Aqualibrium: Miniature Modular Ecosystem Grows Fresh Vegetables Indoors

by , 10/26/13

aqualibrium, organic gardening, urban farming, aquaponics, hydroponics

The Aqualibrium is a closed-loop aquaponics system that offers city dwellers and renters an exciting new way to join the urban farming movement. The system incorporates plants, fish, and LED lights to produce a steady source of food indoors all year round. The Aqualibrium‘s modern and modular design can be connected to other units and scaled to fit almost any abode.

aqualibrium, organic gardening, urban farming, aquaponics, hydroponics

The Aqualibrium was developed by two law school students and an aquaponics expert who were inspired by designer Jacque Fresco to bring food production back to the grassroots level. The modular units stand four feet high and a little over two feet wide. The body is composed of UV-protected clear plastic and the self-cleaning aquarium holds 13 gallons of water. It comes equipped with a 9W waterproof LED grow light, and the entire assemblage snaps together to prevent kids or pets from knocking over the miniature ecosystem.

The Aqualibrium can be used as an aquaponic system wherein fish generate nutrients for the plants to grow, or hydroponic for those who would rather just grow plants. The creators state that several linked Aqualibriums can provide enough produce for an entire family – from fresh greens to veggies as big as eggplants. Since the grow methods require no pesticides, chemical fertilizers, or herbicides, the self-watering Aqualibrium provides a safe alternative to conventional produce.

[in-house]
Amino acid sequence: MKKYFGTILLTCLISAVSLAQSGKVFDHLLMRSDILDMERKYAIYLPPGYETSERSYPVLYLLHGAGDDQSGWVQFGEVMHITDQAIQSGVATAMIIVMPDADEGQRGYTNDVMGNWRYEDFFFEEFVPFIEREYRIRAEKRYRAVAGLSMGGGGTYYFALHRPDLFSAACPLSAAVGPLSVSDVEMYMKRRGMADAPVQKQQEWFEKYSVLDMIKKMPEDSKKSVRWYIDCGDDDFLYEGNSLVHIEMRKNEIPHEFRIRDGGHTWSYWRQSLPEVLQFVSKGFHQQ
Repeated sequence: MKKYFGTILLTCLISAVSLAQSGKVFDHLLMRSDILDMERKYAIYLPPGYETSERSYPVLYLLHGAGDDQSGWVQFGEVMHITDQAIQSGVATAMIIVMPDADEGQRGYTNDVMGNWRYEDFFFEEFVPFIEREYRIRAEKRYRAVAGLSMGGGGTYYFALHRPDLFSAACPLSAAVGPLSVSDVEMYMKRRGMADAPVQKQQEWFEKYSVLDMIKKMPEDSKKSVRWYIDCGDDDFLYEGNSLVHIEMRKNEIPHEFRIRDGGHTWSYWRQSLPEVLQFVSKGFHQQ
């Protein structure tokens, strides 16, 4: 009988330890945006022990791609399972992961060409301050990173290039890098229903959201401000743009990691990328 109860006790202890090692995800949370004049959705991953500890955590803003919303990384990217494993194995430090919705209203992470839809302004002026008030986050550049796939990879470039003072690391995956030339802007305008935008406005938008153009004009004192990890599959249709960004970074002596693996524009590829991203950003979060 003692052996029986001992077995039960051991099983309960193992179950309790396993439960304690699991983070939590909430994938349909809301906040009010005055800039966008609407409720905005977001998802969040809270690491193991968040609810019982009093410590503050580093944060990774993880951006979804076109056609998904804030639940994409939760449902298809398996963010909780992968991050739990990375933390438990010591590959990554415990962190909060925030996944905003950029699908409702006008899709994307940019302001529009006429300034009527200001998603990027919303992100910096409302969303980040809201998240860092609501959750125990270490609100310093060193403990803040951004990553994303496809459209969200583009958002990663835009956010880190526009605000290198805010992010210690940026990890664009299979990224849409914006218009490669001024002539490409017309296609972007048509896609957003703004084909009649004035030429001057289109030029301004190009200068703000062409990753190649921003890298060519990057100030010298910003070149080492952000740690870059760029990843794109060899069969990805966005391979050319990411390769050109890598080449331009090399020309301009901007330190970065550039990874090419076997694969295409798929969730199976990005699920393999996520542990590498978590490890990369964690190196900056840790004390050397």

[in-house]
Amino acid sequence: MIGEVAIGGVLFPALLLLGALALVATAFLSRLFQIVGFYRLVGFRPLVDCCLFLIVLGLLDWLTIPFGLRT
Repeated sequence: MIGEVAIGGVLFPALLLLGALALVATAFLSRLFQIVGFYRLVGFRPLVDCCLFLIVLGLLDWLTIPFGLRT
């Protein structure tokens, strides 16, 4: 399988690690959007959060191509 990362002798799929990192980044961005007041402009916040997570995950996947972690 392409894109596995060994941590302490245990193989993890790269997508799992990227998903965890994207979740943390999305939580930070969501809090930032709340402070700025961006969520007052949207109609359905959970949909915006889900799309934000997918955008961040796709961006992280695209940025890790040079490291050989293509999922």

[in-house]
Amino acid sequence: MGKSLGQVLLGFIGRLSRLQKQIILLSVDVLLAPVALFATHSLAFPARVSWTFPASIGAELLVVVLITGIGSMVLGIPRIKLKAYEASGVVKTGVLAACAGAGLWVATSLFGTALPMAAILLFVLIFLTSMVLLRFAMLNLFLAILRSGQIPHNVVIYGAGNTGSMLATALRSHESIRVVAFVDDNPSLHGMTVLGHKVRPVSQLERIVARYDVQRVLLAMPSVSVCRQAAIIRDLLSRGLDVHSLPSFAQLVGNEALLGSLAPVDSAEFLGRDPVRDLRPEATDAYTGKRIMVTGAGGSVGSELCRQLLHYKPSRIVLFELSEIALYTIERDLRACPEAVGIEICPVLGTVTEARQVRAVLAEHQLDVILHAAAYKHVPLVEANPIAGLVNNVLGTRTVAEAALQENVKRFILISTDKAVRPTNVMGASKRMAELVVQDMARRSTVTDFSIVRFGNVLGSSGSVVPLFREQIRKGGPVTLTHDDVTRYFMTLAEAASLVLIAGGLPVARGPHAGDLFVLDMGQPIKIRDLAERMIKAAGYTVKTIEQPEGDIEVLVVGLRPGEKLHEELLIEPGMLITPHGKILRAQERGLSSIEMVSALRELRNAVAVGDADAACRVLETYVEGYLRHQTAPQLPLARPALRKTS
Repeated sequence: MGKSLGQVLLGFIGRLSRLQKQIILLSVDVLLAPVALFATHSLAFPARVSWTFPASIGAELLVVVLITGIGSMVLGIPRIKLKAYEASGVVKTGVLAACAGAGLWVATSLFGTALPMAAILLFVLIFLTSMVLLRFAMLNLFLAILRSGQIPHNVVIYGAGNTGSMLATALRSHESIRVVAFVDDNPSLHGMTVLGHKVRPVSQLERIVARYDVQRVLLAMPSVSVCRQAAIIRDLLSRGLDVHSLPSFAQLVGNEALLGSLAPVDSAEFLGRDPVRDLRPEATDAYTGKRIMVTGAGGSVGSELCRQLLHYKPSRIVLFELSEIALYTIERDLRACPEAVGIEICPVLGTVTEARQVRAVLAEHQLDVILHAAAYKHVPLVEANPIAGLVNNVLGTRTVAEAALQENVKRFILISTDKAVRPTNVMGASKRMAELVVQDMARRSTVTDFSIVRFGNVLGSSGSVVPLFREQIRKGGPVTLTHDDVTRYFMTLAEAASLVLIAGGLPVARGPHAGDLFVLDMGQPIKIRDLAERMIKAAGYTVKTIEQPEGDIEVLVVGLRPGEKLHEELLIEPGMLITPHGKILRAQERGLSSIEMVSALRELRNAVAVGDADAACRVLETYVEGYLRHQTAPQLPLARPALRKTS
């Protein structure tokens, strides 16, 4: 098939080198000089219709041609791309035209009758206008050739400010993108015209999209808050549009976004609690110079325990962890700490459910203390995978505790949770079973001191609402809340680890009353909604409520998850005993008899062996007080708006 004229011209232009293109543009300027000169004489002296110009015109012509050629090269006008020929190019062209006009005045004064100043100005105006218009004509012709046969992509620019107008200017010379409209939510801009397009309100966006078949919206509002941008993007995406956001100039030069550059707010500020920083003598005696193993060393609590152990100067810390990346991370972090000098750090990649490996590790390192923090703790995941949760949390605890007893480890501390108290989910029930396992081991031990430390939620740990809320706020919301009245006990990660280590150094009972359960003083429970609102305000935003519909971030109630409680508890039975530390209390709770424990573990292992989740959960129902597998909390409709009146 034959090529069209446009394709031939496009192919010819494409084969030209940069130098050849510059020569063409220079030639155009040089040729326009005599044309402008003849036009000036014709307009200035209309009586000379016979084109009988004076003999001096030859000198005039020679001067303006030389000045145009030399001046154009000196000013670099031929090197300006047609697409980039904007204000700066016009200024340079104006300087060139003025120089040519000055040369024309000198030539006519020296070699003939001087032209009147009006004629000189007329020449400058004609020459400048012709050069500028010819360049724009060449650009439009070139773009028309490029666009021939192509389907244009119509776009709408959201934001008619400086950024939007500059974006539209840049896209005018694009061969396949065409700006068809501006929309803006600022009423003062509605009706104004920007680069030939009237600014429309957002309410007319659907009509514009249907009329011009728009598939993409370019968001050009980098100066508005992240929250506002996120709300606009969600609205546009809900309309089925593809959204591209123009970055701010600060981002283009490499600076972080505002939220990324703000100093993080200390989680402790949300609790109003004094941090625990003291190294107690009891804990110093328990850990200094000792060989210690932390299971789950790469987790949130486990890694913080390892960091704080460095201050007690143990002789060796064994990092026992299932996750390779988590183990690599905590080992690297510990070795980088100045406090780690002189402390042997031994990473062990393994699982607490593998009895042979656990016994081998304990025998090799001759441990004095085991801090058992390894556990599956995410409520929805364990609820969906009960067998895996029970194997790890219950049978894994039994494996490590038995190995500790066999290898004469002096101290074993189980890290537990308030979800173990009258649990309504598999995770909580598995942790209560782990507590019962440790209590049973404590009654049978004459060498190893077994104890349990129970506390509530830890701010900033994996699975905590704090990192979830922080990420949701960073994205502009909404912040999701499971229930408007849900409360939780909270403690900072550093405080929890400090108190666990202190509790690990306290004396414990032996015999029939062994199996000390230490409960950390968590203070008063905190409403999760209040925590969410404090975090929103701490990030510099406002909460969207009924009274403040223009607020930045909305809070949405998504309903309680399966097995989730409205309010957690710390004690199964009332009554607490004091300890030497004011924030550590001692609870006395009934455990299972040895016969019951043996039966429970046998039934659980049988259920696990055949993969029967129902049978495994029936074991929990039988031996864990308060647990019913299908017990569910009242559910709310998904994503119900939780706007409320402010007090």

The Aqualibirum has been successfully funded through a Kickstarter campaign, and interested green thumbs can pre-order their first unit for $320 plus shipping through their official website.

+ Aqualibrium

Via Co.Design

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  1. Arjun Kamal November 3, 2014 at 11:12 am


  2. cheavilin April 4, 2014 at 10:53 pm

    i am totally excited about this method of food poroduction, but i think that the average person will look at it as a supplement instead of a source of food. if there is no food available this will not be enough without a complex/large set of systems.

    my other issue is are the fish large enough to eat or just part of the ecosystem.

    this has probably been brought up numerous time but i am just now signing up, so cut me some slack please.

  3. Luke Geoghegan October 29, 2013 at 6:01 am

    It’s so frustrating that we’re still awaiting similarly accessible products in the UK

  4. Matthew Hill October 26, 2013 at 12:16 pm

    Thank you Universe! Jacque Fresco! and those 2 Law school students!

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